Sonoma Rose is nineteenth in Chiaverini’s Elm Creek Quilts series but can be read and enjoyed (as I did) as a stand-alone. Quilting may not play as big a role in this book as it does in others in the series, but Chiaverini employs a quilting technique to her storytelling. She pieces together the story of Rosa Diaz Barclay; how she came to be married to the abusive John Barclay, forsaking her true love Lars Jorgensen, and how she and Lars took her four children and fled their southern California valley for the vineyards of Sonoma County.
Although the landscape is beautiful, being a winemaker during Prohibition is fraught with almost as many dangers as Rosa faced from her husband. A villainous Prohibition agent, Dwight Crowell, makes their employers’ lives miserable before turning his sights on Rosa and Lars, who pose as Rose and Nils Ottesen. Adding to Rosa’s worries is the health of two of her children, Ana and Miguel, who suffer from the same mysterious disease that killed four of their brothers and sisters. Marta and Lupita, her other two children, enjoy good health. Would that be because they don’t share the same father as their brother and sister?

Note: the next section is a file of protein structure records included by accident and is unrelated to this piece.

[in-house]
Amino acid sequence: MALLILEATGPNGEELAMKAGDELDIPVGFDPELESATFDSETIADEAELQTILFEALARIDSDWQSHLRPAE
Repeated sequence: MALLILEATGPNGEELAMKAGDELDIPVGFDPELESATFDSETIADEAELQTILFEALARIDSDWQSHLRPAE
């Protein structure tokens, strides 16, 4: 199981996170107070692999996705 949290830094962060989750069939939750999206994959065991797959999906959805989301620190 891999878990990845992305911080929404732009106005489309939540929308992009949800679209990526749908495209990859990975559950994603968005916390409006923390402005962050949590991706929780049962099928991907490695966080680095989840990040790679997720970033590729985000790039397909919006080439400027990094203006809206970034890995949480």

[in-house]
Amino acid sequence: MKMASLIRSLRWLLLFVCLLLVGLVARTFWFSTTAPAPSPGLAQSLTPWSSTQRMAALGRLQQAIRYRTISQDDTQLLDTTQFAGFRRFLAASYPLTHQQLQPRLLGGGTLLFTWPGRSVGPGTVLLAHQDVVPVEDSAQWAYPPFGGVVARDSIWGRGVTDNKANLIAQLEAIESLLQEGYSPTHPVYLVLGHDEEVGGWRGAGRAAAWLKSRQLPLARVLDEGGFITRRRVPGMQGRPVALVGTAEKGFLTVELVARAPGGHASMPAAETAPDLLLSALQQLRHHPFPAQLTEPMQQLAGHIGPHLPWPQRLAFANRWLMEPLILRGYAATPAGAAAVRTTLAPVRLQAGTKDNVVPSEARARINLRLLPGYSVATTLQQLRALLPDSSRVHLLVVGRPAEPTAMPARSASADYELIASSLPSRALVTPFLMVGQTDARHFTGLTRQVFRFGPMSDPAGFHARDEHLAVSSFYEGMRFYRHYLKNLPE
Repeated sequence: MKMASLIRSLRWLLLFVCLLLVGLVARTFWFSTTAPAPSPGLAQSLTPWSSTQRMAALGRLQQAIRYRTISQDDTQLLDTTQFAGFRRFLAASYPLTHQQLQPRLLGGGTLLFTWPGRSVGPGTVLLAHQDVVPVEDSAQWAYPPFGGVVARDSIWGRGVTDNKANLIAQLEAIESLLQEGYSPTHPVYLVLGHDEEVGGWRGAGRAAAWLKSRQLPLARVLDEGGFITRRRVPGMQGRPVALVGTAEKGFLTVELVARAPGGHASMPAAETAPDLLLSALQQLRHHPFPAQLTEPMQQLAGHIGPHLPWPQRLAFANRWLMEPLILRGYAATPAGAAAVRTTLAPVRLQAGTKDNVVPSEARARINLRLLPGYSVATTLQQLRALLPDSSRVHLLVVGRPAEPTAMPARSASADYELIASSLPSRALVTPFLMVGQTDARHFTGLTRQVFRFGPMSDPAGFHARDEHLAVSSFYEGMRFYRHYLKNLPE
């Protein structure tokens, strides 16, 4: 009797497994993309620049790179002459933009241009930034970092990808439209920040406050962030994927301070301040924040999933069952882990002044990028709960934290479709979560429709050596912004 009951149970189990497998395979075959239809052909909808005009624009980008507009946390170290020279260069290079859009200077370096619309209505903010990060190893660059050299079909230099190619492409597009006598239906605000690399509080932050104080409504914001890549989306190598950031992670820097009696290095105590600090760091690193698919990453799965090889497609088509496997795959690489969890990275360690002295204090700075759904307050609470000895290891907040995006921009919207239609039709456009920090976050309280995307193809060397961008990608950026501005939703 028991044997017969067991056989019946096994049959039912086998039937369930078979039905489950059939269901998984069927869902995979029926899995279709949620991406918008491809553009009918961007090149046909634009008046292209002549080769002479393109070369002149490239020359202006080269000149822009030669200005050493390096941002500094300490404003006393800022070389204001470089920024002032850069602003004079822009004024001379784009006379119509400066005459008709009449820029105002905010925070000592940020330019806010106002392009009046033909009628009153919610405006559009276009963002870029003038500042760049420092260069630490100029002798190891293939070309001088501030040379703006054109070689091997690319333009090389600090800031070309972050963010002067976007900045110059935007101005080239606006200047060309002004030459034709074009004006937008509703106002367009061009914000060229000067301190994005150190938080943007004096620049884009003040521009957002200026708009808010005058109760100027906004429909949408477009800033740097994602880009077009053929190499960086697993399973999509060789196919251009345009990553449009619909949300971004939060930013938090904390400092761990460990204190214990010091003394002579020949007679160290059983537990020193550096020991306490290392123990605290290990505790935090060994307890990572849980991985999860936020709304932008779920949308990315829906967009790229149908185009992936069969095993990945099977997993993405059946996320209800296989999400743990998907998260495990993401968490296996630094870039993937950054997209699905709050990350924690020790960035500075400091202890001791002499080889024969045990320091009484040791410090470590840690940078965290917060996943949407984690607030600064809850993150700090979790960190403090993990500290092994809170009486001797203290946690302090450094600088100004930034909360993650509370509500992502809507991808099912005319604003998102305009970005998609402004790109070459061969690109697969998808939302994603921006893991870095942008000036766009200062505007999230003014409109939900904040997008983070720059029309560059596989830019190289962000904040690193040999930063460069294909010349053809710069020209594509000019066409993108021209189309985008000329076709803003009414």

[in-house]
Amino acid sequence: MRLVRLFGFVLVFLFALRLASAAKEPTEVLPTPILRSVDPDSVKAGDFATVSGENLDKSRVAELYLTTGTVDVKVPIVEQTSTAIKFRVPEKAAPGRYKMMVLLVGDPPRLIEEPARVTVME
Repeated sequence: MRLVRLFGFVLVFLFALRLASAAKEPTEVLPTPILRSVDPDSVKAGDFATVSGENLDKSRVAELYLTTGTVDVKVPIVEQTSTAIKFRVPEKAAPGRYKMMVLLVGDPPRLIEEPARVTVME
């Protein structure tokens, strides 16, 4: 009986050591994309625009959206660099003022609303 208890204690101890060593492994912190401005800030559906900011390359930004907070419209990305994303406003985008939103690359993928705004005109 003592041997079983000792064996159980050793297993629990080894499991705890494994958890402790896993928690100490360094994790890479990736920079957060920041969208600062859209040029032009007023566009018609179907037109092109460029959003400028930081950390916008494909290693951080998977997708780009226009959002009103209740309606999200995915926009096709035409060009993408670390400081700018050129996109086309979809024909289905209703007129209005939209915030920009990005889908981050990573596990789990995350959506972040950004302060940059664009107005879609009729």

I don’t want to give the impression that this book is a soap opera when it is far from it. Rosa makes believable, heartbreaking choices in her life, and although there are villains, they are given a context. Plenty of books have featured Prohibition in New York City, with speakeasies and bathtub gin, but this is the first I’ve read from the perspective of the vintners of the West Coast, people who have invested generations in their land only to have their livelihood made illegal. Here’s hoping the twentieth in this series continues the story of Rosa and Lars.